Many, and I'll nail my colours to the mast and say I am among them, feel that the socialist (not to be confused with communist) dream that was embarked on just after the war was dealt several killer blows once Mrs T got handed the keys to No10 in 1979. Ken Loach certainly does, but more of that to come.
The birth of the National Health Service, council housing, free education, state-owned utilities and state-owned transport infrastructure is a cornerstone of our country's history, an it is this that Loach sets out to document here. And as you'd expect from a man with his back catalogue - he does a good job.
The setting is clear and they style simple from the start. Using interviews with experts and people who lived through the times, inter-cut with archive footage of people living in the slums or celebrating the end of the war, Loach sets about explaining how bad things had been and how they led to the rise of the Labour movement.
Essentially, people returned from the war determined to not return to the Britain of the 1930s - where, as one man puts it, the country was run by the rich for the rich. And the passion people felt then for a government promising housing and a free health service is still felt now as they recount what they lived through.
Among the more compelling interviews (and that's not to take away from the others - one of the strengths of this film is the way Loach gets people to talk openly and honestly) is the man who watched a pit tunnel collapse on his mate. They could have put a prop up, but no one was paying them for that. They were paid to get the coal out, and the sooner the more likely they were to get a badly-needed bonus.
The emotions he and his colleagues felt as Clement Attlee swept to a landslide victory is captured vividly. And the optimism that swept through the working classes was almost spiritual. Finally they believed someone was there to help them.
And it is this that is at the core of Loach's film. As he details how the social revolution was implemented - from the Beveridge Report, through to the nationalisation of major industries and utilities - Loach captures how everyone was there for each other. There was a sense of community, society, togetherness. That the message that the State would care for you from cradle to grave was honest, heartfelt, needed and appreciated.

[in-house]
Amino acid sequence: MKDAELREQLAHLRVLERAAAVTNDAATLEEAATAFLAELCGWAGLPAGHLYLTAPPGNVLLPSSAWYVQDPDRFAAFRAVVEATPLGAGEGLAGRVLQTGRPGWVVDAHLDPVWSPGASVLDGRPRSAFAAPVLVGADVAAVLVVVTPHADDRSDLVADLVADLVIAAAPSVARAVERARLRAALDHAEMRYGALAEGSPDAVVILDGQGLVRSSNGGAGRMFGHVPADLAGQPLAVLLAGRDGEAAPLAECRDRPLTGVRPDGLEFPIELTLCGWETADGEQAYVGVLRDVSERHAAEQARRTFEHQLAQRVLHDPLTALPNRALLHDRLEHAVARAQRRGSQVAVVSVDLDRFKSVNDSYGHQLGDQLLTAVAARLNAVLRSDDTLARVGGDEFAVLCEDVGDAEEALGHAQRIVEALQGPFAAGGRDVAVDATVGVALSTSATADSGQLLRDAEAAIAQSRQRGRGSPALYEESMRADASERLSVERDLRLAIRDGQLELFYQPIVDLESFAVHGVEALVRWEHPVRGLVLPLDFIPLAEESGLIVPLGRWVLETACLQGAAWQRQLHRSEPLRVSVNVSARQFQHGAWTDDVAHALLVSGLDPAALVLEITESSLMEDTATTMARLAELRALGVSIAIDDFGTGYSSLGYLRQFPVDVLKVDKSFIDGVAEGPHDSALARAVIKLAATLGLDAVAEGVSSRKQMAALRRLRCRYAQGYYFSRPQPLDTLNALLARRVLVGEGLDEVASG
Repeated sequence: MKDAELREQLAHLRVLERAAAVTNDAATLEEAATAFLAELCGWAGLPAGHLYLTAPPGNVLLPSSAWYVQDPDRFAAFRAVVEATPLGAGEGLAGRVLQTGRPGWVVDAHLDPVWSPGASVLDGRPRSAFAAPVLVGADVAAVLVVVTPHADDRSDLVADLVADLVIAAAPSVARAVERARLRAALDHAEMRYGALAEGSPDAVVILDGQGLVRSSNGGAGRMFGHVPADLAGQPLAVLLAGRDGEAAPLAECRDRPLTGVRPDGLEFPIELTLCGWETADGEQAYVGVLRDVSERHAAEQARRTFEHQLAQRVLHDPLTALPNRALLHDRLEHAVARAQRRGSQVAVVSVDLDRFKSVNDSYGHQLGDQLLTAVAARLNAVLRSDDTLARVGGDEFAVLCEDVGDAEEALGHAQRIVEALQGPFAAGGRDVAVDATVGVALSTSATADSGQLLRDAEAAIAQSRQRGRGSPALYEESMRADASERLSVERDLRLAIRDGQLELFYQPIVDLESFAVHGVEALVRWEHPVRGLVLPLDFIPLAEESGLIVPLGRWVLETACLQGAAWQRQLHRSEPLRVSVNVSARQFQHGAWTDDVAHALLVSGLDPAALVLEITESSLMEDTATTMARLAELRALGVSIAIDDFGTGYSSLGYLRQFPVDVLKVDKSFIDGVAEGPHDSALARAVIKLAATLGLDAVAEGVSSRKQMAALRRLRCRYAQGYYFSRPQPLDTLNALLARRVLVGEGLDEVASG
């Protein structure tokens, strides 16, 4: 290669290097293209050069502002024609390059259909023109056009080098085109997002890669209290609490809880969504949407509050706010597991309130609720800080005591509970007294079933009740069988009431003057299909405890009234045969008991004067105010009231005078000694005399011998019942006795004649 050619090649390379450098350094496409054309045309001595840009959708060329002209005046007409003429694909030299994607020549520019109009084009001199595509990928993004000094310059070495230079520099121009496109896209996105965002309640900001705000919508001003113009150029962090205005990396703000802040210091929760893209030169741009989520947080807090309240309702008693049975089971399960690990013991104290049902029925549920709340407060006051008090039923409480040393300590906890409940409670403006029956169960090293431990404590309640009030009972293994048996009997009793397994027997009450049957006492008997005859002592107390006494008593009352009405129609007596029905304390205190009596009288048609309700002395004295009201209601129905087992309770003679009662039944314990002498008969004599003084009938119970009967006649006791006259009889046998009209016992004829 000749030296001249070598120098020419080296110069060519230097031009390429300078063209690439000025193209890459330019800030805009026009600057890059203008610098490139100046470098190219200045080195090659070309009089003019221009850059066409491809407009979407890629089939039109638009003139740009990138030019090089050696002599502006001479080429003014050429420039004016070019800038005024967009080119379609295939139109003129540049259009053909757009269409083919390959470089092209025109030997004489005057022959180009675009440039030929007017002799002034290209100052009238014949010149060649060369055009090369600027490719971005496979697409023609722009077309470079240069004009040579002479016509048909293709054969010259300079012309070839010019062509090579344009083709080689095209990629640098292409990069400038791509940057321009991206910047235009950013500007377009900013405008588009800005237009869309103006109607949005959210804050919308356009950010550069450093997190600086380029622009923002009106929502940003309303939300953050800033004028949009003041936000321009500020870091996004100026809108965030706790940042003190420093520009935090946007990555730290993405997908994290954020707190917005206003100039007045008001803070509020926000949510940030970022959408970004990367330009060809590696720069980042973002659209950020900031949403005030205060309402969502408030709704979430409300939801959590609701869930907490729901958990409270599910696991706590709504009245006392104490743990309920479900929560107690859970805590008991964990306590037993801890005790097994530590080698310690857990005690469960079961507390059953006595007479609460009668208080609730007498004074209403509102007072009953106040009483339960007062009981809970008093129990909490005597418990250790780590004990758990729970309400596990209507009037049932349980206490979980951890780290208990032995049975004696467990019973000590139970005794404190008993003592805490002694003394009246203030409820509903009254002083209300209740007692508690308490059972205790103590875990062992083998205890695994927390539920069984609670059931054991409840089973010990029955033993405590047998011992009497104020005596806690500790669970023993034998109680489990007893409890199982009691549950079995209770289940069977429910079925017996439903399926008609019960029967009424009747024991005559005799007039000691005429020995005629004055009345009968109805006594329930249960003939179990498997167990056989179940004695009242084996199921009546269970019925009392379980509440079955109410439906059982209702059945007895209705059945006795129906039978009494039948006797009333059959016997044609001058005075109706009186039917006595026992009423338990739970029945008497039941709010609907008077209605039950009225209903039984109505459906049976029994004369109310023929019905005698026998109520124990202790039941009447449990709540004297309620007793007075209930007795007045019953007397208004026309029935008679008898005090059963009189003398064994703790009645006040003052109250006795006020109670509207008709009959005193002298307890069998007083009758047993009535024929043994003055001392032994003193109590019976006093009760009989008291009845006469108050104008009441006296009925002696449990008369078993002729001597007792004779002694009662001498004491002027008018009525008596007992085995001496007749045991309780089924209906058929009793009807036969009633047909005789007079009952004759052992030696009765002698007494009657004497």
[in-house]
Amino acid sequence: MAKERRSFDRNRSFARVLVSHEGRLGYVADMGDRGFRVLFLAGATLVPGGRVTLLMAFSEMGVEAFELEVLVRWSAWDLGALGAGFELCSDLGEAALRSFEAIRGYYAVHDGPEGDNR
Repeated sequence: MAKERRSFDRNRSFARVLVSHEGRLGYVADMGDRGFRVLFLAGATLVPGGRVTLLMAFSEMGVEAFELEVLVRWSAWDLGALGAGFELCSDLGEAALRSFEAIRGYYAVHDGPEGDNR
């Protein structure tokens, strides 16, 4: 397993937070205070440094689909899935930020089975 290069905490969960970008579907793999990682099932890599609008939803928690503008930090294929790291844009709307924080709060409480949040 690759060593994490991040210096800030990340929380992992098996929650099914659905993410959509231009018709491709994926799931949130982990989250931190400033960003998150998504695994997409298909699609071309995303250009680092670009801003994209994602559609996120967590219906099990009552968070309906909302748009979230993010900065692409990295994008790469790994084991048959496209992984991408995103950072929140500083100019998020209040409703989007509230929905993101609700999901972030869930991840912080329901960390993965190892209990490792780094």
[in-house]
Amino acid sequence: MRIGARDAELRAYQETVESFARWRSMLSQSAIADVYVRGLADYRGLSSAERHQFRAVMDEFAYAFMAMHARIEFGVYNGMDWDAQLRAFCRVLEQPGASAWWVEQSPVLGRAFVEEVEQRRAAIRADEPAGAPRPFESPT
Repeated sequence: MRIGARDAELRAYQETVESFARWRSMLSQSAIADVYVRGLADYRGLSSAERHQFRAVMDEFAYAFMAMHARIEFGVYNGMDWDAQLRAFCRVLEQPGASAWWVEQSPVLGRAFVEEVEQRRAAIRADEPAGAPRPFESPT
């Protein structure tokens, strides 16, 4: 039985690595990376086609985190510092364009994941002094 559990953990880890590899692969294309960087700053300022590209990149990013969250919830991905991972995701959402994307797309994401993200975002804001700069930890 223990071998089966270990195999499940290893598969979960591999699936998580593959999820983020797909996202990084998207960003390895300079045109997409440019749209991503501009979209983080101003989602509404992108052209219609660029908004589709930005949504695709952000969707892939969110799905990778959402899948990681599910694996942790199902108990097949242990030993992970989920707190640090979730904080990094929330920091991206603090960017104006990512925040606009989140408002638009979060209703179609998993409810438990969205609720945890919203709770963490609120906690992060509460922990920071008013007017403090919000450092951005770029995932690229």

That's not to say the whole movement was perfect, far from it - and Loach isn't one to shy away from covering the flaws in the system. The point is well made about the mining industry and how the tyrannical bosses of the privately-owned pits were deemed fit bosses of the new nationalised coal boards. Not something appreciated by the workers.
For just over an hour, Loach perfectly captures the sense of hope that swept post-war Britain. He tells the tales of the squalor people lived in, and how that was changed. The sense of unity that brought people together, the fact people's health was no longer an economic decision.
And then we jump to 1979 and the Tory election win.
Which jars a weeny. Having put Attlee's win in perfect context, there is no explanation as to the feeling in the nation at the end of the 70s. Now, I was only six when that speech was uttered on the steps of Downing Street, but I've learnt enough over the years to know all was not rosy in England's garden. Industrial unrest was rife and people had had enough of not having their bins emptied (a simplistic view, but you get my point).
What happened during the 50s and 60s is not mentioned. Do we assume all was well? The dockers get a nod with the end to the use of casual labour in the 60s, but that's it. We go from Attlee to Thatcher in the blink of an eye, and it's hard not to be left with the feeling that you've been shown a lovely painting and the person who vandalised it years later, but without context.
And that's a problem, if you're after a fair and balanced piece.
As I said, I'm on board with blaming her for fracturing society and creating a country where people just look after themselves - I saw this happening first hand - but, if you're attempting to show a balanced view of history (and lets not forget Ken is a BIG Labour supporter, so that's quite the 'if'), then you need to explain what led to the return of cash over a social conscious.
Because there's no denying that money was at the core of Thatcher's three terms in office. She sold off everything she could lay her hands on, and deregulated many other areas in the interests of free enterprise. She put making money at the centre of policy, not caring for your fellow man. And that is something Loach is keen to stress.
Having skipped through the years from The Spirit Of '45 to the aftermath of the spirit of Thatcherism, he again speaks to people who have been through it all - and in doing so, drives his point home. That at some point, society will start to mend itself, and again we will endeavour to once again care for each other. This may happen, it may not - but the belief of the people being interviewed is contagious.
So, yes, the last twenty minutes of The Spirit Of '45 raises more questions than it answers, but despite this the film as a whole is humbling and uplifting in equal measure. To see how a nation can unite after a hard-fought war and work together - and take pride in each others' work - is a joy to behold. And it does give you hope for the future.
We just need the younger generation to see this film, and to understand that socialism and society in it's truest sense is a good thing. Ken's done his bit...
(After a brief cinema run, The Spirit Of '45 is now available on DVD)